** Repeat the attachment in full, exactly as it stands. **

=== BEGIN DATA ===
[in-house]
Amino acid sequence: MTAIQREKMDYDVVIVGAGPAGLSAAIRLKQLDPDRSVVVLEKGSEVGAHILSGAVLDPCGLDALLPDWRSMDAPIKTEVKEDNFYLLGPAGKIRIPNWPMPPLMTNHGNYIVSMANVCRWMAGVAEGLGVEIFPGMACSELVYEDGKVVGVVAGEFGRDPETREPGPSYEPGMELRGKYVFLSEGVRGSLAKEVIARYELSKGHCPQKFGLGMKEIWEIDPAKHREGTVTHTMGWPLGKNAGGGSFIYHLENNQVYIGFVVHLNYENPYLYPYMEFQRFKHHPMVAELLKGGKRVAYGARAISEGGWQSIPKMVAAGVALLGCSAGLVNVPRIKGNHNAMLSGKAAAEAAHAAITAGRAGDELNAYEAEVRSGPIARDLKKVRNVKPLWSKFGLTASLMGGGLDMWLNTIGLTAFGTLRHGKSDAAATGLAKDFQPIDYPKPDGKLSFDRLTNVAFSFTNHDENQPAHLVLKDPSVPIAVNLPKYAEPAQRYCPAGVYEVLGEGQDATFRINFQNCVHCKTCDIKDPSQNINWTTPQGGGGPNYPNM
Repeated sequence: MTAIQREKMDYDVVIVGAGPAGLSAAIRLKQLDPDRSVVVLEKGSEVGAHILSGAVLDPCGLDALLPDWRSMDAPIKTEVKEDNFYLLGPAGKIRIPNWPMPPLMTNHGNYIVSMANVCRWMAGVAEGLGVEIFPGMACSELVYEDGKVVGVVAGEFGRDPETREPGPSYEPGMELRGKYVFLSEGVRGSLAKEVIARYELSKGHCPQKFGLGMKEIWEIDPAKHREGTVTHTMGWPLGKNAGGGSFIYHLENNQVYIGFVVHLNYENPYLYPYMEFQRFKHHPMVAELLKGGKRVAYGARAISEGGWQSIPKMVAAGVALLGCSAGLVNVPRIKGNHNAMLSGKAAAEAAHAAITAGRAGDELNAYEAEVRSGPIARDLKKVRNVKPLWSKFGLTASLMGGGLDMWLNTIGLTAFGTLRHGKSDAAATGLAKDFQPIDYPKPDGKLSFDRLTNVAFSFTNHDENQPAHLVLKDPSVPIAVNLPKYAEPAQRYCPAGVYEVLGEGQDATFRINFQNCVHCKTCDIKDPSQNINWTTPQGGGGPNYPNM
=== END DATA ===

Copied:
[in-house]
Amino acid sequence: MTAIQREKMDYDVVIVGAGPAGLSAAIRLKQLDPDRSVVVLEKGSEVGAHILSGAVLDPCGLDALLPDWRSMDAPIKTEVKEDNFYLLGPAGKIRIPNWPMPPLMTNHGNYIVSMANVCRWMAGVAEGLGVEIFPGMACSELVYEDGKVVGVVAGEFGRDPETREPGPSYEPGMELRGKYVFLSEGVRGSLAKEVIARYELSKGHCPQKFGLGMKEIWEIDPAKHREGTVTHTMGWPLGKNAGGGSFIYHLENNQVYIGFVVHLNYENPYLYPYMEFQRFKHHPMVAELLKGGKRVAYGARAISEGGWQSIPKMVAAGVALLGCSAGLVNVPRIKGNHNAMLSGKAAAEAAHAAITAGRAGDELNAYEAEVRSGPIARDLKKVRNVKPLWSKFGLTASLMGGGLDMWLNTIGLTAFGTLRHGKSDAAATGLAKDFQPIDYPKPDGKLSFDRLTNVAFSFTNHDENQPAHLVLKDPSVPIAVNLPKYAEPAQRYCPAGVYEVLGEGQDATFRINFQNCVHCKTCDIKDPSQNINWTTPQGGGGPNYPNM
Repeated sequence: MTAIQREKMDYDVVIVGAGPAGLSAAIRLKQLDPDRSVVVLEKGSEVGAHILSGAVLDPCGLDALLPDWRSMDAPIKTEVKEDNFYLLGPAGKIRIPNWPMPPLMTNHGNYIVSMANVCRWMAGVAEGLGVEIFPGMACSELVYEDGKVVGVVAGEFGRDPETREPGPSYEPGMELRGKYVFLSEGVRGSLAKEVIARYELSKGHCPQKFGLGMKEIWEIDPAKHREGTVTHTMGWPLGKNAGGGSFIYHLENNQVYIGFVVHLNYENPYLYPYMEFQRFKHHPMVAELLKGGKRVAYGARAISEGGWQSIPKMVAAGVALLGCSAGLVNVPRIKGNHNAMLSGKAAAEAAHAAITAGRAGDELNAYEAEVRSGPIARDLKKVRNVKPLWSKFGLTASLMGGGLDMWLNTIGLTAFGTLRHGKSDAAATGLAKDFQPIDYPKPDGKLSFDRLTNVAFSFTNHDENQPAHLVLKDPSVPIAVNLPKYAEPAQRYCPAGVYEVLGEGQDATFRINFQNCVHCKTCDIKDPSQNINWTTPQGGGGPNYPNM